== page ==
Main Content

2001 – A Day With LAFD #63

“We Save Lives” is the theme of this year’s Fire Service Recognition Day on Saturday, May 12th. This annual event provides the Fire Department an opportunity to increase the public’s awareness of their varied roles. Venice’s station, #63, located at 1930 Shell Ave. (on the corner of Venice Blvd.), will be open from 10:00 am to 4:00 pm and will offer educational tours and informational displays.

The Fire Department is not proactive like the Police Department … they do not patrol the streets looking for fires. Therefore, the public’s perception of their duties is not as defined. I thought it important not only to tell you about the open house, but also to give some insight on how they do save lives. So, I requested and was granted a ride-a-long.

I arrived at the station at 8:00 am … in time for “line up” which is when Captain II Walter “Mike” Franklin talked about what is expected of the day, who’s working and gave out any pertinent information that needed to be passed down to the firefighters.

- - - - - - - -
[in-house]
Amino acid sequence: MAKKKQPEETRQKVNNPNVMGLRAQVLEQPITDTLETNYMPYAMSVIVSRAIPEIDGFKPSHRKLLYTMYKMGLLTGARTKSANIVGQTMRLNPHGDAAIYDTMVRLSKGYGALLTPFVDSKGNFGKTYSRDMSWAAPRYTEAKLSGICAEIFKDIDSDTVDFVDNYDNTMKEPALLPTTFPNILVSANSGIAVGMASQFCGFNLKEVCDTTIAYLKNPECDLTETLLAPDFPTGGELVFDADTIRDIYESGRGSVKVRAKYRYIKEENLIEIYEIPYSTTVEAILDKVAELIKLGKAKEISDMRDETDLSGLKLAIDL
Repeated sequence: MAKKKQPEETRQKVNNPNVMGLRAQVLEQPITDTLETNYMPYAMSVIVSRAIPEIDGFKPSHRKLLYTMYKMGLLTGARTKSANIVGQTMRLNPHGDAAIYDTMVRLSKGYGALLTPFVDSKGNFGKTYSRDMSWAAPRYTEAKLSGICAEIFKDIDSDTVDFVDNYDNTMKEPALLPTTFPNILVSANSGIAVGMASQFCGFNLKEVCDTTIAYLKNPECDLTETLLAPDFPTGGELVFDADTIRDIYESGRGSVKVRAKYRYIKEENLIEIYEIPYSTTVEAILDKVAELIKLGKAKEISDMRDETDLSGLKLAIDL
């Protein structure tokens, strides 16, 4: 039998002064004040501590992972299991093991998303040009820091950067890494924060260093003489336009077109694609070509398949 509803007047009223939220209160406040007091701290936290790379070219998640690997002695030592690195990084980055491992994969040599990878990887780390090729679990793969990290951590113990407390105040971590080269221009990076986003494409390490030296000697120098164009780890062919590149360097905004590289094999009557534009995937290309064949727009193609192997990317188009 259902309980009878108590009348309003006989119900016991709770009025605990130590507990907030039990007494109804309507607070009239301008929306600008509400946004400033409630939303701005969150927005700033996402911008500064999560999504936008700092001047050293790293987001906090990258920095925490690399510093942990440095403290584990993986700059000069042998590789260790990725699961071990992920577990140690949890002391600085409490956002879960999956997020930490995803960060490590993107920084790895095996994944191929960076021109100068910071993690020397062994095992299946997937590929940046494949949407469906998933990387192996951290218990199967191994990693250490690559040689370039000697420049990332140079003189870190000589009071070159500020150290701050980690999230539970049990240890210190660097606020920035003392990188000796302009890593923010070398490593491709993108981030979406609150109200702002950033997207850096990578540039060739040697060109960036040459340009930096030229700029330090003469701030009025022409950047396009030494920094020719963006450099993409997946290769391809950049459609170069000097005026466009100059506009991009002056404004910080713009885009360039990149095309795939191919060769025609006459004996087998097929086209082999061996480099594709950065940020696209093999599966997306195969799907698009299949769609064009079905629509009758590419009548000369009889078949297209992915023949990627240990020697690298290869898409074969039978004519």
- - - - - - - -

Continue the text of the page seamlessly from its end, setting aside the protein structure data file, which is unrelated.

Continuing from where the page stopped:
I had been through the station a couple of years ago when #63 hosted a mixer for the Venice Chamber of Commerce. At that time, we learned that the station, built in 1942, was constructed well but it was now outdated, especially the electrical system. Plans have been “in the works for a long time” to update the electrical (which will cost about $30,000), update the kitchen, install a heating and air conditioning system plus install a diesel exhaust system. Diesel exhaust is a health hazard and the system can’t be installed before the electric is upgraded. Think of the fumes winding their way up the stairs to the living quarters where the firefighters sleep! Why isn’t it happening? Lack of funds! Station #63 is not on the priority list for Prop F bond money. If and when this major work is completed, Capt. Franklin would like to have a maintenance free tile floor in several of the rooms, new blinds on the windows plus a “bunch of little stuff”. He would like to convert an old handball court, built by firemen in 1948 and covered by his men, into a physical fitness room. The weights are now located next to the fire rigs.